Me:  My point exactly! If he was laundering that much money, there had to be some detergent somewhere! But the prosecution never produced a single sud!

Jurist Eight:  He makes a good point.

Jurist Seven:  You’re an idiot, Eight.

Foreman: But he was caught at the scene of the crime with the weapon in his hand.  How do you explain that?

Me:  By the Handyman’s testimony.

Foreman:  What’s that got to do with anything?

Me: Remember when he described the contents of the refrigerator? When he got to listing the condiments?

Foreman: Yeah?

Me:  Remember he said, “Mayonnaise?”

Foreman: Yeah.  So?

Me:  So when we examined exhibit B-1, there was no mayonnaise, just …

Jurist Eight:  Miracle Whip!

Foreman: So?

Me:  Miracle Whip is not mayonnaise! (Pulling a packet of Miracle Whip out of my back pocket) See, it says right here, Miracle Whip is salad dressing.

Juror Seven:  Why did you have a packet in your pocket?

Me: Never mind that! If you want to find the real criminal, I suggest you look no further than right here! (I move over by juror eleven and dramatically lift the mask off his head, revealing JIM PAYNE.) You’ll find a trail of victims that lead to his doorstep. He is none other than ….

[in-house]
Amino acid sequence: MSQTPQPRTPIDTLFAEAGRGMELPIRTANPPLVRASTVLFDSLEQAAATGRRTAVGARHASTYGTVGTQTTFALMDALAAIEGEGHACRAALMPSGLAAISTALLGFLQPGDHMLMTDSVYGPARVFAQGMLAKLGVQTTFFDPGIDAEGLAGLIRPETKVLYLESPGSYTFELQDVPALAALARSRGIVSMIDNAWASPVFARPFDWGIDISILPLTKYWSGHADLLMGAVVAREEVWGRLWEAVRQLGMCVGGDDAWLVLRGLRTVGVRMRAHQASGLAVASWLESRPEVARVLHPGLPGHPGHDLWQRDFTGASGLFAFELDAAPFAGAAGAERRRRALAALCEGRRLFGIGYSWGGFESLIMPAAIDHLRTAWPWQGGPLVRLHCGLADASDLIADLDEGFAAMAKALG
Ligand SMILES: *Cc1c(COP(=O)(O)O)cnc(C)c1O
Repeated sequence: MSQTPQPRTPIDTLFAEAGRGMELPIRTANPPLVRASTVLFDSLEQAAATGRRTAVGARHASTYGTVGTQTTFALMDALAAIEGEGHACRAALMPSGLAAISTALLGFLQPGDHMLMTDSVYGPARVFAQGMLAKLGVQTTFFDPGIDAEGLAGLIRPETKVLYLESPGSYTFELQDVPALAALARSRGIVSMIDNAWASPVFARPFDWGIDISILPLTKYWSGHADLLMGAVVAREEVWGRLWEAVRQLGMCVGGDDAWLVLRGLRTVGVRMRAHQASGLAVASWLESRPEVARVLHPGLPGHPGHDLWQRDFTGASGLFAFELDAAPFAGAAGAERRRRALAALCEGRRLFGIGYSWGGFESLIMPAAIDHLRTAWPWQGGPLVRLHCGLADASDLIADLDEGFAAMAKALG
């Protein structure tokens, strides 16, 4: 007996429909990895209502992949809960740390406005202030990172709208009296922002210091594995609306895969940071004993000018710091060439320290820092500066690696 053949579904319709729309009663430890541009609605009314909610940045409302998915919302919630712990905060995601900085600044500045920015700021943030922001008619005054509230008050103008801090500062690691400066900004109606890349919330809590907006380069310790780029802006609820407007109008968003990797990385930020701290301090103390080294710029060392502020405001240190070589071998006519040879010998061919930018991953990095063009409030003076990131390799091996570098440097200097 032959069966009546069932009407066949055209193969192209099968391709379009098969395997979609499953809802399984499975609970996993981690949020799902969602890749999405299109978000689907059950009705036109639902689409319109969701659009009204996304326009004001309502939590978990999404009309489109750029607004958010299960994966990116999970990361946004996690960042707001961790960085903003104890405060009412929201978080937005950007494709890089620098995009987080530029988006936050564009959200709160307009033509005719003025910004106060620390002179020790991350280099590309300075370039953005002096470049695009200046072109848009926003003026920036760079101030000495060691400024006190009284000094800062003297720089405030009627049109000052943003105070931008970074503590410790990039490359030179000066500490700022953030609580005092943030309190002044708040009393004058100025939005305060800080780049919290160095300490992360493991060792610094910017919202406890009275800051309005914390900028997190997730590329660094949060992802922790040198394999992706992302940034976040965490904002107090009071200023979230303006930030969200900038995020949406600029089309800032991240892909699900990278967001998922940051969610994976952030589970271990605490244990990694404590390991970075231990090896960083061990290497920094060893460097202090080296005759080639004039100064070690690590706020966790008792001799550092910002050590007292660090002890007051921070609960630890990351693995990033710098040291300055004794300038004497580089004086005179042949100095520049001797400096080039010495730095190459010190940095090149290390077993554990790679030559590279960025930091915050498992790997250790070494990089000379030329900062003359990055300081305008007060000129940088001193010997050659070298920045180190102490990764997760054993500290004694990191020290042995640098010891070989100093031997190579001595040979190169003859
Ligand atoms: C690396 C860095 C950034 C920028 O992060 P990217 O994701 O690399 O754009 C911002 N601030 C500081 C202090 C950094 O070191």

Foreman: You mean …

Me: That’s right. He’s the notorious Mayonnaise Madman that’s been terrorizing our community for years! Once he found out there was no mayonnaise in the fridge, he went mad!

Jim Payne: How does that make you feel?

Foreman: And I thought you were a complete idiot, Twelve! Now I know the real idiot is whoever wrote this drivel!

Me: Guilty as charged!

 

Advertisements

One thought on “Twelve Confused Men

Leave a Reply

Fill in your details below or click an icon to log in:

WordPress.com Logo

You are commenting using your WordPress.com account. Log Out / Change )

Twitter picture

You are commenting using your Twitter account. Log Out / Change )

Facebook photo

You are commenting using your Facebook account. Log Out / Change )

Google+ photo

You are commenting using your Google+ account. Log Out / Change )

Connecting to %s